PRA fines Standard Chartered Bank £46.5m for regulatory reporting failures

The PRA has fined Standard Chartered Bank £46.55 million "for failing to be open and cooperative" with the PRA and for failings in its regulatory reporting governance and controls in relation to a tailored PRA liquidity expectation.

Related topics:  Regulation
Rozi Jones
20th December 2021
Standard Chartered
"Standard Chartered’s systems, controls and oversight fell significantly below the standards we expect of a systemically important bank, and this is reflected in the size of the fine in this case."

This is the PRA’s highest ever fine in a PRA-only enforcement case.

In October 2017, the PRA imposed a temporary additional liquidity expectation on SCB in response to concerns about heightened risk of USD liquidity outflows (“the liquidity metric”). This temporary expectation has now been removed. While SCB’s overall liquidity position remained in surplus to its core liquidity requirements, between March 2018 and May 2019, SCB made five errors reporting the liquidity metric which meant the PRA did not have a reliable overview of its USD liquidity position.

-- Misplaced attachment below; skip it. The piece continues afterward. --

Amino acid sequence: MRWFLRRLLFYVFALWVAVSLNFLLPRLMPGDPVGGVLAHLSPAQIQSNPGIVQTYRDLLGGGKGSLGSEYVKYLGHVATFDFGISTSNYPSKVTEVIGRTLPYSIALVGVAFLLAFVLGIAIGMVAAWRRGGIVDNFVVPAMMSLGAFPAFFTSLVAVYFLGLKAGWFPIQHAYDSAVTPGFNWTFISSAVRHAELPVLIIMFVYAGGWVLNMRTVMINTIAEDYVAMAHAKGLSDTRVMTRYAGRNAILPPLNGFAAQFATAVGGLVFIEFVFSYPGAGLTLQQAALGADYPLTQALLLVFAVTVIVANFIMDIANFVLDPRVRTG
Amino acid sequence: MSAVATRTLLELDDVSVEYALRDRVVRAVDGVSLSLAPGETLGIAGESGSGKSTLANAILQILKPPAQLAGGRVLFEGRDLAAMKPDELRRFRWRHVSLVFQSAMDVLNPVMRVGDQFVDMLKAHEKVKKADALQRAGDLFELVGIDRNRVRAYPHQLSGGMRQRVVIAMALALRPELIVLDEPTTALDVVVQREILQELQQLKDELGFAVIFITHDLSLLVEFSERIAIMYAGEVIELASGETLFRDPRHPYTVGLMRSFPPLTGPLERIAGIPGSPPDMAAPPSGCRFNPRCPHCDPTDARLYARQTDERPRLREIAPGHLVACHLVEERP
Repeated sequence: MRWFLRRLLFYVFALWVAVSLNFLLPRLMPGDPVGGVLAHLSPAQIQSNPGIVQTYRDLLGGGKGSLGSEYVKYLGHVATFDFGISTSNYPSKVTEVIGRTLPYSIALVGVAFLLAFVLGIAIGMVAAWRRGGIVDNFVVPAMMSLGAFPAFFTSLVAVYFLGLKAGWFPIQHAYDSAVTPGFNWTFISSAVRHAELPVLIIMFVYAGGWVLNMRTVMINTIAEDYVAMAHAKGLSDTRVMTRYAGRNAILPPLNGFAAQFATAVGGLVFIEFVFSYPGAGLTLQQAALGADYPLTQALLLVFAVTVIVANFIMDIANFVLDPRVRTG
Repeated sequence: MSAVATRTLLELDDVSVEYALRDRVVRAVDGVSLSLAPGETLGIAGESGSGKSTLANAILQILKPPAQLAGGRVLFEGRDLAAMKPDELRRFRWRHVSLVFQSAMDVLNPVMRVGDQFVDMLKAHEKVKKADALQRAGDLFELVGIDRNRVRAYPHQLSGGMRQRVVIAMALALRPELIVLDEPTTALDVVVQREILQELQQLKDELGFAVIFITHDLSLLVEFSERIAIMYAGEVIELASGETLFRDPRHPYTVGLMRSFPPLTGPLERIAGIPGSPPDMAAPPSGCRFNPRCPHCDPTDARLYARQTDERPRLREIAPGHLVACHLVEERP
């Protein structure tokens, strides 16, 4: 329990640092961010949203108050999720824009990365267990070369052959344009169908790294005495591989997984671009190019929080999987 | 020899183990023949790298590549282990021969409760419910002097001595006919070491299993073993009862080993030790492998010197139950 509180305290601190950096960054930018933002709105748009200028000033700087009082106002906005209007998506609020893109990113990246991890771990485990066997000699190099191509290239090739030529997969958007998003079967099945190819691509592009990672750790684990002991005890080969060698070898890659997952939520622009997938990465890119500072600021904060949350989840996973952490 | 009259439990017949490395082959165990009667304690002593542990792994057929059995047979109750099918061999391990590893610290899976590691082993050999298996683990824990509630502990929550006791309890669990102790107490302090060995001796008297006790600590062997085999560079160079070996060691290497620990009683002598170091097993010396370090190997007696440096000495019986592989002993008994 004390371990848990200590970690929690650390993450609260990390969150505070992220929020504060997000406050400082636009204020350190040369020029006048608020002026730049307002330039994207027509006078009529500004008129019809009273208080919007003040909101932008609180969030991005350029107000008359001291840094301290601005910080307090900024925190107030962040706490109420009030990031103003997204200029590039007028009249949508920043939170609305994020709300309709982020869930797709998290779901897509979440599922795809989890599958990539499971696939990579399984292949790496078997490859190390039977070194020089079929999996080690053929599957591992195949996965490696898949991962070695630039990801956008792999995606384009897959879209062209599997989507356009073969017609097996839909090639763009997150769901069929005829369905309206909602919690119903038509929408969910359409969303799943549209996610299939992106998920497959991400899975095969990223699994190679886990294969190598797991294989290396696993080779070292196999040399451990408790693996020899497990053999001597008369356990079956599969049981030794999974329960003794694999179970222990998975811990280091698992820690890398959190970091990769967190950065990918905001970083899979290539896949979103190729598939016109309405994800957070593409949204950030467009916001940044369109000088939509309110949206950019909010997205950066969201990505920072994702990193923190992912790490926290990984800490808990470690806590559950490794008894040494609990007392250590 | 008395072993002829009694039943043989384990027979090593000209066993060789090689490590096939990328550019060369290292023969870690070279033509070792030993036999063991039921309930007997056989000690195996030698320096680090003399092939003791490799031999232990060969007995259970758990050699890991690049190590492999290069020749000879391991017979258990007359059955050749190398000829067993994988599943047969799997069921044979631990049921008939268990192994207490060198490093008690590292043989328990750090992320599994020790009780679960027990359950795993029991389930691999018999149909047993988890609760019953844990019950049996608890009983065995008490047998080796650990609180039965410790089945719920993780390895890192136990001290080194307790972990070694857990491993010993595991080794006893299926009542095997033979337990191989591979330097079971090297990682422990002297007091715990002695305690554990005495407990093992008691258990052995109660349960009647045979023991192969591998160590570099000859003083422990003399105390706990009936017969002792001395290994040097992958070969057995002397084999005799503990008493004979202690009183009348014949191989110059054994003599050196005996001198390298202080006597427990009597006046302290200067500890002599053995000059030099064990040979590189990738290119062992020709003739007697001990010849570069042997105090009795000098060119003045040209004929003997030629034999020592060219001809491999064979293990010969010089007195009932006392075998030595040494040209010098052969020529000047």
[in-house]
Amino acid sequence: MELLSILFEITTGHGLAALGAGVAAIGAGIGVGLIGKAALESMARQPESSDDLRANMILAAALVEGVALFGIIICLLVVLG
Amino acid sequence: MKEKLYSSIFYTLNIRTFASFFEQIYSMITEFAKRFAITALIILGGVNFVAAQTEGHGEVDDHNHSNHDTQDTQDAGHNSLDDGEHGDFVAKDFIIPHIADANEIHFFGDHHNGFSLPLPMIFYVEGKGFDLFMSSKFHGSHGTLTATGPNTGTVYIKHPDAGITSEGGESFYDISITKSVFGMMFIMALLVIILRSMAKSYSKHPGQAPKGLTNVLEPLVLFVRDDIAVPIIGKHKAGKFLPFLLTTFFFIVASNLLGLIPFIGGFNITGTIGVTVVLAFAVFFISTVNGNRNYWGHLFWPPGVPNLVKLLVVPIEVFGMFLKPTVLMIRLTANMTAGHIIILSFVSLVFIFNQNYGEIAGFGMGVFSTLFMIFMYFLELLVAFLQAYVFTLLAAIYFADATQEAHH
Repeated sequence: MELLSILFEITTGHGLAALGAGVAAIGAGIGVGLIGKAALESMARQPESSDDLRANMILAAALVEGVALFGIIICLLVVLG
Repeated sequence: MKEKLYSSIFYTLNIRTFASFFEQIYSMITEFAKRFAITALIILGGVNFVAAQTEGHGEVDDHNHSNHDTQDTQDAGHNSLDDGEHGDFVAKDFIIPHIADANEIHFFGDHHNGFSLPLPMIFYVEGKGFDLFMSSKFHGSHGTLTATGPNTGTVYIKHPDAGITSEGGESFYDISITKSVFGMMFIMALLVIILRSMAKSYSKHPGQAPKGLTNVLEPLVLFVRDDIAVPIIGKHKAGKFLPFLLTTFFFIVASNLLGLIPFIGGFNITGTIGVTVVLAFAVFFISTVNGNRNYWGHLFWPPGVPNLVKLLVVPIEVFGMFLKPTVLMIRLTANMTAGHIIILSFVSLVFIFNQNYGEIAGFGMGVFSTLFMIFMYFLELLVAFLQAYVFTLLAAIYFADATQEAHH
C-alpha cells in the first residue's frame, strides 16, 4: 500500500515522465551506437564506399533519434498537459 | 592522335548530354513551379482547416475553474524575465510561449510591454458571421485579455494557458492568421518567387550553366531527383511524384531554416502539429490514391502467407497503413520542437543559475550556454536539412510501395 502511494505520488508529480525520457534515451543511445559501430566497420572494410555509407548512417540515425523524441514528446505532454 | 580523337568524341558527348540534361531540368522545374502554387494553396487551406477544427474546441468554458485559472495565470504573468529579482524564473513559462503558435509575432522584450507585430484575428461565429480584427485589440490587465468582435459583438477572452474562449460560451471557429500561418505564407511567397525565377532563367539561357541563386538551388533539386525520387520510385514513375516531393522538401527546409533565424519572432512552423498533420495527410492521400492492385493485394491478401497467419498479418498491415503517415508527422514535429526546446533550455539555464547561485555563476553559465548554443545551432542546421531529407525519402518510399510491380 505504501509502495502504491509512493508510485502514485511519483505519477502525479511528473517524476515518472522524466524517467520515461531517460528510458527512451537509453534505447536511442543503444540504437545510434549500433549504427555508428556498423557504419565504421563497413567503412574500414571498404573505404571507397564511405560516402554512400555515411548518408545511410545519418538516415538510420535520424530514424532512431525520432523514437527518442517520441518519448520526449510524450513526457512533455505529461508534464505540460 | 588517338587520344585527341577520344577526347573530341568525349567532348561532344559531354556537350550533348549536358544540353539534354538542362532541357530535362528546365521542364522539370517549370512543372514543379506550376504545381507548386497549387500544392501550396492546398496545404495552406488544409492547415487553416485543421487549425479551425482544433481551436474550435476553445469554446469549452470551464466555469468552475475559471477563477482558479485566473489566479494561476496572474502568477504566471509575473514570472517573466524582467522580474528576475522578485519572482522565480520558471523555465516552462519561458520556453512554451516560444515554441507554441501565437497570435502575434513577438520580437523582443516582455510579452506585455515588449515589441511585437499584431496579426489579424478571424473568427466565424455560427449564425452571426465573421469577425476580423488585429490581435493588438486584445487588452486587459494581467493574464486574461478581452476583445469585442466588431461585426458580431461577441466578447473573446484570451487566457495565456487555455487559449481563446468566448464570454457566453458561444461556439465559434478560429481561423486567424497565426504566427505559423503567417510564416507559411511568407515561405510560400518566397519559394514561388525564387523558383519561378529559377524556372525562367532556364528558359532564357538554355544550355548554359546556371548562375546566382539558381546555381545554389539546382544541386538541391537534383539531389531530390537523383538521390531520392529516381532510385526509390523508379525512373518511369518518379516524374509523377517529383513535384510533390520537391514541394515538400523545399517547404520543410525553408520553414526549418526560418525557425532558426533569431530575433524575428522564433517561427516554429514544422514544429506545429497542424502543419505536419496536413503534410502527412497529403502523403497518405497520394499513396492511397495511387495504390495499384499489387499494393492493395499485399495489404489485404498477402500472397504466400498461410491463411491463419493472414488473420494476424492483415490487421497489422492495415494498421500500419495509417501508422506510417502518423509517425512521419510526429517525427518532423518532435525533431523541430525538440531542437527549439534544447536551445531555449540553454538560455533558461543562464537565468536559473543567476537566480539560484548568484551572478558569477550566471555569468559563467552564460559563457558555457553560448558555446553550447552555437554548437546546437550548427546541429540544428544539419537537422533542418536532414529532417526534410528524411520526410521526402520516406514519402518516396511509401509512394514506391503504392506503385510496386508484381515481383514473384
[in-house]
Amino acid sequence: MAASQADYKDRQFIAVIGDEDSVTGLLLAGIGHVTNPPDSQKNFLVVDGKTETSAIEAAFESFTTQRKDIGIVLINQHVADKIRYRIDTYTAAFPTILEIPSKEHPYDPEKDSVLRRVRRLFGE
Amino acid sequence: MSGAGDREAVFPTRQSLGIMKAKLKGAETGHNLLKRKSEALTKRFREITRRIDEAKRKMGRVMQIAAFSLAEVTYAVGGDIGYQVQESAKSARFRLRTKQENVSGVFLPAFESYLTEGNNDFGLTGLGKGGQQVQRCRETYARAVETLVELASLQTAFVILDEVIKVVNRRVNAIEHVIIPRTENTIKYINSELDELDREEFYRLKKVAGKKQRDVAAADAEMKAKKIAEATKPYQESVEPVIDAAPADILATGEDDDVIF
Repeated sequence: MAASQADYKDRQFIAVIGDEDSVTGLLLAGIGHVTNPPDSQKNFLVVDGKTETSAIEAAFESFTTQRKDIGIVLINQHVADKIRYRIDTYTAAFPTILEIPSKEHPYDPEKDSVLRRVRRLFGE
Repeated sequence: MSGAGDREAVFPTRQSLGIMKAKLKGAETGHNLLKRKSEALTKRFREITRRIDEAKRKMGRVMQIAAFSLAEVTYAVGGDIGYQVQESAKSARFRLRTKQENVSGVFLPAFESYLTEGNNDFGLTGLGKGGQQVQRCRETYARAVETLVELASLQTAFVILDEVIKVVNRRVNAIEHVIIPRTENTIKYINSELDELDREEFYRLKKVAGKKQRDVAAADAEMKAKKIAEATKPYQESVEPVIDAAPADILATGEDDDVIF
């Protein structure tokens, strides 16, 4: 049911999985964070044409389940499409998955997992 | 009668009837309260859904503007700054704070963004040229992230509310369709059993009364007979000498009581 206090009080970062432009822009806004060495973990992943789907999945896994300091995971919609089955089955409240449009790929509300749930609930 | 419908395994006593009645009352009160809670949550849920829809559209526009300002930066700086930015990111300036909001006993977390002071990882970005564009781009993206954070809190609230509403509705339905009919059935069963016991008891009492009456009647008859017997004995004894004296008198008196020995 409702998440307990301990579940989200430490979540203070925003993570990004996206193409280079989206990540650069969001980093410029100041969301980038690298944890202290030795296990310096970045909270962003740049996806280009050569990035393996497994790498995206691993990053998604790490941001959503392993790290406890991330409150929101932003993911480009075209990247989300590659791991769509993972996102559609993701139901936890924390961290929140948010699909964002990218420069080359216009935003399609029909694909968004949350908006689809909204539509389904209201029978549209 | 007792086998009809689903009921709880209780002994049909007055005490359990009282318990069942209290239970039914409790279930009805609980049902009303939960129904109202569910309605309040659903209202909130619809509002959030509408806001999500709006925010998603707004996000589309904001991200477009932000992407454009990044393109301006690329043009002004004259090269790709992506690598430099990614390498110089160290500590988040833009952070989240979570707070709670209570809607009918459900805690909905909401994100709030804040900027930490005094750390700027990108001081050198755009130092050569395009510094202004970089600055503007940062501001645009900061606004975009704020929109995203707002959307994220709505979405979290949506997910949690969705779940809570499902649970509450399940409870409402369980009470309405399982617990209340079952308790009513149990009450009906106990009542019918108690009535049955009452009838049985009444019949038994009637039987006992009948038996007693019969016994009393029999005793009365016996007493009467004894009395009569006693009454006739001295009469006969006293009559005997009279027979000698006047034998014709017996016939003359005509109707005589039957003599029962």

In relation to one of the misreporting errors, SCB only notified the PRA of the error after a four-month internal investigation into the issue.

The PRA’s investigation identified that SCB’s internal controls and governance arrangements underpinning its regulatory reporting in relation to the liquidity metric were not implemented or operating effectively. These issues contributed to SCB’s liquidity miscalculations and misreporting and also to the failure to be open and cooperative with the PRA.

SCB agreed to resolve the matter and therefore qualified for a 30% reduction in the fine imposed by the PRA. Without this discount, the fine imposed would have been £66,500,000.

Sam Woods, deputy governor for prudential regulation and CEO of the PRA, said: “We expect firms to notify us promptly of any material issues with their regulatory reporting, which Standard Chartered failed to do in this case. Standard Chartered’s systems, controls and oversight fell significantly below the standards we expect of a systemically important bank, and this is reflected in the size of the fine in this case.”

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